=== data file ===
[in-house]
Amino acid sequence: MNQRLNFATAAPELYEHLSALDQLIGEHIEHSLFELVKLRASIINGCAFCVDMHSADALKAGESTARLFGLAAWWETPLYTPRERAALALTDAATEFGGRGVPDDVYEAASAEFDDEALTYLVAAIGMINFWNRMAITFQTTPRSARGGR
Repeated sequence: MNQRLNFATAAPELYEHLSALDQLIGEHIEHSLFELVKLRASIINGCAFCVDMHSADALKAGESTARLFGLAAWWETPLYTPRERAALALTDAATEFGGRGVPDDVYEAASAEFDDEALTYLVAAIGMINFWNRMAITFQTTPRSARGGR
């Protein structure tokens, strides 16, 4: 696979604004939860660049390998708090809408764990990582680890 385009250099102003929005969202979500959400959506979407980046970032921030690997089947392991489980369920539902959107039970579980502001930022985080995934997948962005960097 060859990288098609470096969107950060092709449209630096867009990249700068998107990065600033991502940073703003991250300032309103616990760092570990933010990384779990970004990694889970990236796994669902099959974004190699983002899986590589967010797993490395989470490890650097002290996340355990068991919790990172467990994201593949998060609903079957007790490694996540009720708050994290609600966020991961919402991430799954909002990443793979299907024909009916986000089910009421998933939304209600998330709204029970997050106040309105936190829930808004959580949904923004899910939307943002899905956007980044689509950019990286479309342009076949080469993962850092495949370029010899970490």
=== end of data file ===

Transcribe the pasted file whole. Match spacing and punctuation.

[in-house]
Amino acid sequence: MNQRLNFATAAPELYEHLSALDQLIGEHIEHSLFELVKLRASIINGCAFCVDMHSADALKAGESTARLFGLAAWWETPLYTPRERAALALTDAATEFGGRGVPDDVYEAASAEFDDEALTYLVAAIGMINFWNRMAITFQTTPRSARGGR
Repeated sequence: MNQRLNFATAAPELYEHLSALDQLIGEHIEHSLFELVKLRASIINGCAFCVDMHSADALKAGESTARLFGLAAWWETPLYTPRERAALALTDAATEFGGRGVPDDVYEAASAEFDDEALTYLVAAIGMINFWNRMAITFQTTPRSARGGR
């Protein structure tokens, strides 16, 4: 696979604004939860660049390998708090809408764990990582680890 385009250099102003929005969202979500959400959506979407980046970032921030690997089947392991489980369920539902959107039970579980502001930022985080995934997948962005960097 060859990288098609470096969107950060092709449209630096867009990249700068998107990065600033991502940073703003991250300032309103616990760092570990933010990384779990970004990694889970990236796994669902099959974004190699983002899986590589967010797993490395989470490890650097002290996340355990068991919790990172467990994201593949998060609903079957007790490694996540009720708050994290609600966020991961919402991430799954909002990443793979299907024909009916986000089910009421998933939304209600998330709204029970997050106040309105936190829930808004959580949904923004899910939307943002899905956007980044689509950019990286479309342009076949080469993962850092495949370029010899970490």